A review of the Resource Management (National Environmental Standards Relating to Certain Air Pollutants, Dioxins and other Toxics) Regulations 2004 (the air quality standards) was announced by Environment Minister Hon Dr Nick Smith on 10 June 2009.
The air quality standards, which were gazetted in 2004, set threshold concentrations for certain air pollutants. They provide nationally consistent, bottom-line standards that should not be breached.
This report provides information on the review of the National Environmental Standards for Air Quality. It includes information on:
- the Technical Advisory Group for Air Quality
- proposed amendments to the standards
- summary of submissions
- list of submitters.
An independent Technical Advisory Group (TAG) for Air Quality was commissioned by the Government in 2009 to review the standard for particulate matter less than 10 microns in diameter (PM10). The TAG, which had specific Terms of Reference, considered whether:
- the number of permitted exceedances (one per year) of the ambient PM10 standard is appropriate for New Zealand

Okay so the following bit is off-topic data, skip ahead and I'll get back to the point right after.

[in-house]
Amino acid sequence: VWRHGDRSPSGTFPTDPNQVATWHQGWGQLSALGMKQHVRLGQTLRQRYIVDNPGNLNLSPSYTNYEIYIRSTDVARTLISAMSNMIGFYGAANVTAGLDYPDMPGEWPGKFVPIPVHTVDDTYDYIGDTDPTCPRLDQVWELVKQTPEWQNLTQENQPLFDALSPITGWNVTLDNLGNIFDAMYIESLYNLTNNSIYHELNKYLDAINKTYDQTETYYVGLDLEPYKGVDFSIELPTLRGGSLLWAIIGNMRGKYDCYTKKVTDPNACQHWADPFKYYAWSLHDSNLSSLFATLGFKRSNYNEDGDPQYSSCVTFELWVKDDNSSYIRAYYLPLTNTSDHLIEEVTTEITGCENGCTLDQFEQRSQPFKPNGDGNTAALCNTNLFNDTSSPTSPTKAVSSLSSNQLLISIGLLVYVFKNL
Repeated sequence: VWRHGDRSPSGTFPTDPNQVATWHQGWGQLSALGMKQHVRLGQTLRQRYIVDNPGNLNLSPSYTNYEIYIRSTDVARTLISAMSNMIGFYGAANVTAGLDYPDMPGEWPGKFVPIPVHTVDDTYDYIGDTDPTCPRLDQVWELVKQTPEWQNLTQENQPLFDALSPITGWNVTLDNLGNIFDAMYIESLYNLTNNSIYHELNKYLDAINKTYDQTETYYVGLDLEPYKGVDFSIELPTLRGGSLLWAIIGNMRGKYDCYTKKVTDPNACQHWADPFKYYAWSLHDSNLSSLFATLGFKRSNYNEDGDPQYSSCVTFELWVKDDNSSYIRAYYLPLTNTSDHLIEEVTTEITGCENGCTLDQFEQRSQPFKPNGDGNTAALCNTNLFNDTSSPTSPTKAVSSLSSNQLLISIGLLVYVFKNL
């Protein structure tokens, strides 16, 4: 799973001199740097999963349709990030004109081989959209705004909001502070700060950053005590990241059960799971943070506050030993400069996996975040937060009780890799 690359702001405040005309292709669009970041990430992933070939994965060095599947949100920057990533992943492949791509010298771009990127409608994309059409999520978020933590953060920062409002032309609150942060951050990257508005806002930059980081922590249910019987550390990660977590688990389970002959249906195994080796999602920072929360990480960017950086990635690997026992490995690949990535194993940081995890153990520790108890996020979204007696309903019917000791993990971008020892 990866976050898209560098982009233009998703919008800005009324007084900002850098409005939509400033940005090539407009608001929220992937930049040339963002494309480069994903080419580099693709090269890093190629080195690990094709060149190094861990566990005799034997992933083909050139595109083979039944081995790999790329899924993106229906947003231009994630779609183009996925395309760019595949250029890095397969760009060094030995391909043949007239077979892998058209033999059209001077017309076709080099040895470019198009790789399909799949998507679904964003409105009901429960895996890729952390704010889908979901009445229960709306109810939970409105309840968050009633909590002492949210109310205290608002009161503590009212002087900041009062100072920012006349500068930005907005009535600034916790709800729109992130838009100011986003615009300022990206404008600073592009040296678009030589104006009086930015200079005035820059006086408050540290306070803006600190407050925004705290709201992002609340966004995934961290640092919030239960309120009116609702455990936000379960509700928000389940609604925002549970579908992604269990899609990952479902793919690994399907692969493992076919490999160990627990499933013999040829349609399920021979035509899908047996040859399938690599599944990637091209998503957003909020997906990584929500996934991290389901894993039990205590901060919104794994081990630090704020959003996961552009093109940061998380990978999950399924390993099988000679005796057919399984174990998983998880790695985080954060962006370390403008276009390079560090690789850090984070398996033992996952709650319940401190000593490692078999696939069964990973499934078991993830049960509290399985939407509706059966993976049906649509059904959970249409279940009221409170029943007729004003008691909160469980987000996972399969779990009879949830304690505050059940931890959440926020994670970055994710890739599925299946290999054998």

- disallowing industry consents (as required by the air quality standards after 2013 if the standards are not met) is equitable when industry contributes a small proportion of pollutants
- the 2013 timetable is achievable and whether it has a suitable cost/benefit balance.
The TAG presented an independent report containing its recommendations to the Minister for the Environment in November 2009. Based on these recommendations, the Government agreed to public consultation on several options, including two preferred options.
The Ministry for the Environment published a discussion document on the proposed amendments in June 2010. Five workshops were held in main centres and general submissions were invited by the Ministry. Submissions closed on 9 July 2010.
This information summarises submissions on the proposed amendments. It outlines the options presented in the discussion document and presents a summary of the submissions received. It is not intended to provide an analysis of the views presented in submissions or to present recommendations in response to the submissions.
Options for changes to the National Environmental Standards for Air Quality
The discussion document contained the recommendations of the TAG together with three other option packages, including the Minister's preferred options.